Fitness

The energy expenditure from physical activity often cancels out the energy surplus from the occasional caloric splurge, leading to energy balance and weight maintenance.

I don't like the idea of exercising to 'earn' foods or treats, but often a moderate amount physical activity does a great job of mopping up the calories that come from these little extras. 

It works out as a pretty fair deal - you can have some flexibility in the diet, so long as there is some physical activity in there.

This explains why you were seemingly able to eat anything and not gain weight in your early twenties had very little to do with metabolism and a lot to do with physical activity.

The main difference from the early twenties to late-twenties/early thirties is the decrease in non-exercise activity thermogenesis (NEAT).

In the early twenties, many people are working on their feet in hospitality, retail, or jobs that require higher levels of physical activity.

As we graduate from study, progress through the workforce and move higher into management, work-related physical activity begins to decrease.

We also become more happy to trade off time for money, so we are more willing to pay for parking near the office than spend 15-minutes walking each way.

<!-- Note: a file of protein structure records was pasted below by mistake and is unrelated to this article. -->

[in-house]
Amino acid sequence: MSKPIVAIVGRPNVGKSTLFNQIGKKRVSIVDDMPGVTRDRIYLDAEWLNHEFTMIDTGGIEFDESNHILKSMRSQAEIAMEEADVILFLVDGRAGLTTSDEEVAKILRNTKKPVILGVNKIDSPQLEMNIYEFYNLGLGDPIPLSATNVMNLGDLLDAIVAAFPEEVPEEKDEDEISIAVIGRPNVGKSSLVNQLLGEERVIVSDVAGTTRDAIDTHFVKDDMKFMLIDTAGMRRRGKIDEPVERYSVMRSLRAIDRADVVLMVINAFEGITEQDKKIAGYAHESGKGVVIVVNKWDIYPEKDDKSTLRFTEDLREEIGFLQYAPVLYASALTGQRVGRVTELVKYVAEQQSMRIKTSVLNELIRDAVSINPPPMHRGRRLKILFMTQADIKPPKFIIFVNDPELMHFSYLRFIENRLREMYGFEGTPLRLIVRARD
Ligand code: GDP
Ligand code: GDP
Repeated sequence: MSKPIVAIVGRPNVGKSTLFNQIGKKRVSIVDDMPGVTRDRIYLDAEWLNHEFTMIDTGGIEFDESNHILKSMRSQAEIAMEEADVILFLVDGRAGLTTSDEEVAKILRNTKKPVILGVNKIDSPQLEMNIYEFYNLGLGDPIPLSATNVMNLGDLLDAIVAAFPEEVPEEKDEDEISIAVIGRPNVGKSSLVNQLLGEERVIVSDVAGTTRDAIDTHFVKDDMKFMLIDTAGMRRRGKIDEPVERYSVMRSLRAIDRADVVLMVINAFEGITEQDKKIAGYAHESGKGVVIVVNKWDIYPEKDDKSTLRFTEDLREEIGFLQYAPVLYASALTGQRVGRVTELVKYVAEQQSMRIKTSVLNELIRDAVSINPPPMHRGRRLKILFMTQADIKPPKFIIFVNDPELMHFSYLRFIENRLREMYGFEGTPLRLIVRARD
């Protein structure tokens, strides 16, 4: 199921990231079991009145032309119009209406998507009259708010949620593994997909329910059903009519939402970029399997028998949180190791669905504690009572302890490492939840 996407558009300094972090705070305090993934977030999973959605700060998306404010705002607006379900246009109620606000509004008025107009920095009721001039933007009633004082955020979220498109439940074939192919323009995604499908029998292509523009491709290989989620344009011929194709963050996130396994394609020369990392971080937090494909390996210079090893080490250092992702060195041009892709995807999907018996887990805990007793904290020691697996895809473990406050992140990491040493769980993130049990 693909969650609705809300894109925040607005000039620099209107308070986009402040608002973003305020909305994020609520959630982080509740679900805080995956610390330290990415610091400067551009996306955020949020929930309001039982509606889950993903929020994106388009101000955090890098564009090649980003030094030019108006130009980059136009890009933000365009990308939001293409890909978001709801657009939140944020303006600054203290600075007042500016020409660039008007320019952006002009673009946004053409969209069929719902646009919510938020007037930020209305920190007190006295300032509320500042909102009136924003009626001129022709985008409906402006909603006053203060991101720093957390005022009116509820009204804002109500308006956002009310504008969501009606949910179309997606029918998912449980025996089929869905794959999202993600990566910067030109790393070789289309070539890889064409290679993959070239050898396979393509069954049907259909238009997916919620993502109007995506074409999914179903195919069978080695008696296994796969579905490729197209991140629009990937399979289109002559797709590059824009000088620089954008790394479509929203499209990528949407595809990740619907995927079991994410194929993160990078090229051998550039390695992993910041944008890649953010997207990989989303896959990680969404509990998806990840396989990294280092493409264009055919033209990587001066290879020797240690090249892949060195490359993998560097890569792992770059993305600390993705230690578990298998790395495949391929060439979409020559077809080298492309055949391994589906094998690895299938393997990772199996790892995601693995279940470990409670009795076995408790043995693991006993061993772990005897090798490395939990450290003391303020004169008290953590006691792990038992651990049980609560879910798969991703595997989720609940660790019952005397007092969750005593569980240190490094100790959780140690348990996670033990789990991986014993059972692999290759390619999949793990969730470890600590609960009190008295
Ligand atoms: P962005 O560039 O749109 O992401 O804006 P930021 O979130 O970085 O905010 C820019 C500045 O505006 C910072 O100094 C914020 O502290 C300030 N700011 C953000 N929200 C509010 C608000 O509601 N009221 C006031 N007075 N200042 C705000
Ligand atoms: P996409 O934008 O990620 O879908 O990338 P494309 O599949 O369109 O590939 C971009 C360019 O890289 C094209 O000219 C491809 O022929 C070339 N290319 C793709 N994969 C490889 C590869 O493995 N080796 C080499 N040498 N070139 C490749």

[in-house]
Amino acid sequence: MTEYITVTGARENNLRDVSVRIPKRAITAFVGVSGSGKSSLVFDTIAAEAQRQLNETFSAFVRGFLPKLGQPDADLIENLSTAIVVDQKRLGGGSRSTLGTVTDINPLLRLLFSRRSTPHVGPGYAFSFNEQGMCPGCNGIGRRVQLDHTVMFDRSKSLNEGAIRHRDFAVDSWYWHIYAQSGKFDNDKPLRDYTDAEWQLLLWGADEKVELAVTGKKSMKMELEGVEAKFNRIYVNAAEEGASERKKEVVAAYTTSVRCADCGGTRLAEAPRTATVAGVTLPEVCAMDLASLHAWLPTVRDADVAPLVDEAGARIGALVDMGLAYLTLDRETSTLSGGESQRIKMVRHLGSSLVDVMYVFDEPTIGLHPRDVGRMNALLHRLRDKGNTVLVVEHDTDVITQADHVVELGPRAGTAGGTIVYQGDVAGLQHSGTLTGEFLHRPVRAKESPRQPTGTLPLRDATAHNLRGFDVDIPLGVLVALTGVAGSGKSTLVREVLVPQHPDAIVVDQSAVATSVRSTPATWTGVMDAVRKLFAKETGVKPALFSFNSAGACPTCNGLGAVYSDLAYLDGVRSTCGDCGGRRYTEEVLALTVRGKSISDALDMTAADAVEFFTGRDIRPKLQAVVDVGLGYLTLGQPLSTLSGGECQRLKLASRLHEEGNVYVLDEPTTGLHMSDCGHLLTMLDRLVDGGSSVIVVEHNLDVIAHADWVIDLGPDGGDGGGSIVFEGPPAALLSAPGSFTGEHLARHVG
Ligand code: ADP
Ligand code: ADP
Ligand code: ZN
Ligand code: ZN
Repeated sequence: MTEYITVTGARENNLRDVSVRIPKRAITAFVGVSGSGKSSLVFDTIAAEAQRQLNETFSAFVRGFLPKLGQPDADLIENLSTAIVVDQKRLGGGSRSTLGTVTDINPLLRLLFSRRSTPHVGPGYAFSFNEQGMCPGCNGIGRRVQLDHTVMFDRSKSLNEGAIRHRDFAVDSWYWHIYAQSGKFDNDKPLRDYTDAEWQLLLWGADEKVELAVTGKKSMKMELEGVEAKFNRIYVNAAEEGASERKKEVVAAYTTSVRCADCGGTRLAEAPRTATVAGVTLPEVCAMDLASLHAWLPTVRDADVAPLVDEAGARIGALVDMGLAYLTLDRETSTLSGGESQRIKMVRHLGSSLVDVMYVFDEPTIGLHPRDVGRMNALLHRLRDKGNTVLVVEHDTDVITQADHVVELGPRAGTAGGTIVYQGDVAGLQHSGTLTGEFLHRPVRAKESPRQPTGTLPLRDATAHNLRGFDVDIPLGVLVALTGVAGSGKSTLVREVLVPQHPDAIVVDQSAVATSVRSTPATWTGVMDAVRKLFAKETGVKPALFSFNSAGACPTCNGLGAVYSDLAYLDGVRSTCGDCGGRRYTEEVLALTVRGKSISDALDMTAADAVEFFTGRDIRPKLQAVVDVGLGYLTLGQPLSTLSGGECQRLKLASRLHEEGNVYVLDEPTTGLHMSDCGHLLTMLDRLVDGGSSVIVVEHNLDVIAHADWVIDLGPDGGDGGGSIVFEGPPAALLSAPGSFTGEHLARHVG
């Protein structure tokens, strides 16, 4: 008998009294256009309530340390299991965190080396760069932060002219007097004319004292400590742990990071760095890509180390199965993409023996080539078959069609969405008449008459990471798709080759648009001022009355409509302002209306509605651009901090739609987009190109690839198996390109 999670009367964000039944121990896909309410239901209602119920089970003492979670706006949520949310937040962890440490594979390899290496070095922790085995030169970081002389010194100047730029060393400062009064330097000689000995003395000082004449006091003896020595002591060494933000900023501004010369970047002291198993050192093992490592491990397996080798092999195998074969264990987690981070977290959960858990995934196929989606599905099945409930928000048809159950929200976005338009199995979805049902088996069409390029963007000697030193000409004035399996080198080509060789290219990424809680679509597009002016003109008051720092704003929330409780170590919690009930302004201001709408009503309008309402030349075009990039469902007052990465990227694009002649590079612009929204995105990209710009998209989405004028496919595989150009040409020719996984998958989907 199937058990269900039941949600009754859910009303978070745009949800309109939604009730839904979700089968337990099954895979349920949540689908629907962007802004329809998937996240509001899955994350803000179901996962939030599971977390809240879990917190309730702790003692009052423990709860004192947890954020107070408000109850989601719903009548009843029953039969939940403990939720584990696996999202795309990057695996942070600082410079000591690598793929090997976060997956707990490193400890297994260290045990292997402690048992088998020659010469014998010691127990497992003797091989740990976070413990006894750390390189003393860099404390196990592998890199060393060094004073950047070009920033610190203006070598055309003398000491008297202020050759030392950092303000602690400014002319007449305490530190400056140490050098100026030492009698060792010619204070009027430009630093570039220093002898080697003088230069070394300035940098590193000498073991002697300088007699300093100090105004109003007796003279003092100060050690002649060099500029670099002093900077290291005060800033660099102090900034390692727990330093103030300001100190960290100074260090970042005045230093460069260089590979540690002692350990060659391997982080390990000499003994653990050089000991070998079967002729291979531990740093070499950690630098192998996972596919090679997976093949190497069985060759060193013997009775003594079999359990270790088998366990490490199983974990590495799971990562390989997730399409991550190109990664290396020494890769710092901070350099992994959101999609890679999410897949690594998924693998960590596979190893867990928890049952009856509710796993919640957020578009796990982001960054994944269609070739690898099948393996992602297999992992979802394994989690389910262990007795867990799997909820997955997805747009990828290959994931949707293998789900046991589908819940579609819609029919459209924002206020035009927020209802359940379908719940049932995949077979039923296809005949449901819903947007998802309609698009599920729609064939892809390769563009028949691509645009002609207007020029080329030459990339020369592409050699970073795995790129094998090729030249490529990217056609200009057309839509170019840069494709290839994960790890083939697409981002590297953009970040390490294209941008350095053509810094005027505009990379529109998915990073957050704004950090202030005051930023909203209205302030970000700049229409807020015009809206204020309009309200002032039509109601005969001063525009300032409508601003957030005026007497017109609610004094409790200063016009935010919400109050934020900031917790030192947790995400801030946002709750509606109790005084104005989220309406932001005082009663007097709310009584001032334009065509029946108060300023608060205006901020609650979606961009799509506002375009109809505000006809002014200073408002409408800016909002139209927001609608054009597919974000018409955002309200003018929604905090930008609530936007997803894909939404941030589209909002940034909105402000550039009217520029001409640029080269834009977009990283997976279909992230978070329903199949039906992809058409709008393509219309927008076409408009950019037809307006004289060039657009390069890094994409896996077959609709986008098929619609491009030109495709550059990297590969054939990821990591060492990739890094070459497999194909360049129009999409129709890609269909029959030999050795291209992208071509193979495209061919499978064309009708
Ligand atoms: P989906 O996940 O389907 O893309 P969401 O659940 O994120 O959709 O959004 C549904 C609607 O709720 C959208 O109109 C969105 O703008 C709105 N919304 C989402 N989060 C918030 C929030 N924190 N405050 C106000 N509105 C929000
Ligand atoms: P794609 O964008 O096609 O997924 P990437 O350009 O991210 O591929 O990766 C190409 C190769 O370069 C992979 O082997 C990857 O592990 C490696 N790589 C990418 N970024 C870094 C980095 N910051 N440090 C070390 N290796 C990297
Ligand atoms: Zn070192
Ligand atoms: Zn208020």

The good news is that many people keep up their training or sports regimes during this time, so not all physical activity is lost.

But then as work and family commitments start to rise, there is a decrease in exercise activity thermogenesis (EAT) as available time begins to train becomes more scarce.

A decreased training duration can be offset by increased intensity for events such as running or self-directed gym sessions, but it’s often set duration activities such as sports and classes that are lost removed from the weekly regime.

The decrease in energy expenditure from NEAT and EAT can help create an energy surplus, leading to fat gain.

It’s not a massive surplus, maybe a few hundred calories per week if some training is maintained and food intake remains similar.

But an extra 400kal surplus per week turns into a couple of kilograms of weight gain over the course of a year.

Tom Fitzgerald